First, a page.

|Most Java developers are
familiar with the power of Ant
for writing build scripts, deployment scripts and sundry other tasks.
Antigen wraps up an Ant script as an executable jar file and combines
it with a user-friendly GUI.
The most obvious application is to use Antigen to create Installers. You write an Ant script to install your application, using the <input> task to prompt the user for configuration settings such as installation location, write a small properties file setting up window titles, icons etc and then run Antigen to wrap the whole lot up as an executable jar file.
When you're finished, you have a GUI based installer such as the one on the right. The end-user does not need Ant on their machine to use it, just Java.
Antigen can be used to wrap your Ant script in two ways. The quickest
way to get started is to use the Antigen tool (see QuickStart).
Alternatively, you can include the Antigen jar file (known as Antibody) in your build process -
this is particularly easy to do if you're using Maven to build your application.
If you have your Ant build.xml ready, this will take a few seconds.
Trying to keep pace with the number of options is
probably futile, so here is a link to the latest config.properties
file in cvs, which
should be documented well enough to work things out.
The main things to note are:
Logos and other resources should be placed under
the folder containing the config.properties file. Thus, to set the top
right logo and the intro text
you place entries in the config.properties file of
By default (!) the default target in your build file is executed. Alternatively, you can specify the target(s) in the config.properties file. If you specify more than one target (as a comma-separated list), then the user will be presented with with a list of check boxes to determine which targets to run. You can configure some checkboxes to be unchecked by default. Antigen will run the targets in the order they are listed, and ant properties are inherited from one to the next. This is useful since users will not be prompted twice for the same input property.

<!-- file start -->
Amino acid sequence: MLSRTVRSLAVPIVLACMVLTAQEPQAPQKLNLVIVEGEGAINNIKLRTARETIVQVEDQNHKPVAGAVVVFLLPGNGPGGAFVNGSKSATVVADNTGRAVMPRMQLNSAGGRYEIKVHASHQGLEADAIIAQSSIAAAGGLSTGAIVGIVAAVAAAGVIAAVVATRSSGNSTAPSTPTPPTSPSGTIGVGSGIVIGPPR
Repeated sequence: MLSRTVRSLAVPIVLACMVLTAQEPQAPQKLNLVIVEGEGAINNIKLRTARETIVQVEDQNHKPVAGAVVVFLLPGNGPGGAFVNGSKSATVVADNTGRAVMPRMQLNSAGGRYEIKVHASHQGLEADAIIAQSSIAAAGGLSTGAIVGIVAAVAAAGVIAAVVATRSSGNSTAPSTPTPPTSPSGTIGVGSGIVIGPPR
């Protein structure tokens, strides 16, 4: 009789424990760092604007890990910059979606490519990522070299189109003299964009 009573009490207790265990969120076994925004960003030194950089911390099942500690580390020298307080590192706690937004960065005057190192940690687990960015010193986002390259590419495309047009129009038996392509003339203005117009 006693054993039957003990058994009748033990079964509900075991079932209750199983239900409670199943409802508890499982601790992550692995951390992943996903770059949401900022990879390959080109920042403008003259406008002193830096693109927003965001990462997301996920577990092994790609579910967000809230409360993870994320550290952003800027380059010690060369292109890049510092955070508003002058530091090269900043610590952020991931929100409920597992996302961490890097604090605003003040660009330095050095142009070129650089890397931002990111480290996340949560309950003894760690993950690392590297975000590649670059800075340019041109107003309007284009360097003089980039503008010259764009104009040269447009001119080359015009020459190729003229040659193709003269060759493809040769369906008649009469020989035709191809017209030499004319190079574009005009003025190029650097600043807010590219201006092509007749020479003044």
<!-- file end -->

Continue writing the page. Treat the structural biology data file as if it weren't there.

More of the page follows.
You can specify text to be shown to the user
before and after the installation process. This is quite handy for
warning him or her what is about to happen! You can either specify the
text in the property file, or provide a reference to a text file (see Location of logos and other resources). In both
cases the text supplied should be html formatted. In the latter case,
the text is always processed by Velocity (and therefore
the velocity library must not be excluded from the installer if this
feature is used!). This is very powerful, and allows you to interpolate
ant properties in your text, and show text conditionally based in
property settings. Note, that velocity does not allow properties to
include a period as part of their name, so these are replaced with
underscores in the velocity engine. Thus if your ant file includes a
<input addproperty="your.name">Enter your name</input>
then in your outtro text you can do things like:
Prompting the user for input
Any <input/> tags in your buildfile will cause a dialog box to be opened to prompt the user for input. The exact form of this dialog depends on a number of things. If the validargs attribute has been set to restrict the user input, then the dialog will have radio buttons for the user to select. If you wish the user to enter a file name or dir name, then it is possible to configure antigen to recognise certain property suffices such as .file or .dir as representing files and directories, and the dialog box will include a browse button to allow the user to select the file from their file system. In all cases the dialog boxes are prepopulated with the contents of the defaultvalue attribute, if present. As is standard practice in Ant 1.6+, if a property is already set, then the input task will be skipped.
Antigen has a number of options that can be specified on the commandline. To view them typejava -jar myinstaller.jar -h
These options include increasing the debug logging output for when your installer isn't working as it ought to, and running the installer in a text-only environment.
Coming soon....in the meantime, you should be able to work out how to do it from looking at the build of Antigen itself....Antigen was built with Antigen. You can install the entire source tree on your machine by downloading and running the Source Code Installer. Like everything else, this was created from an Ant script wrapped by Antigen.
By default the installer will include
If you feel strongly that other tasks should be included by default please get in touch.
If you wish to include more jars in your installer then you have two options: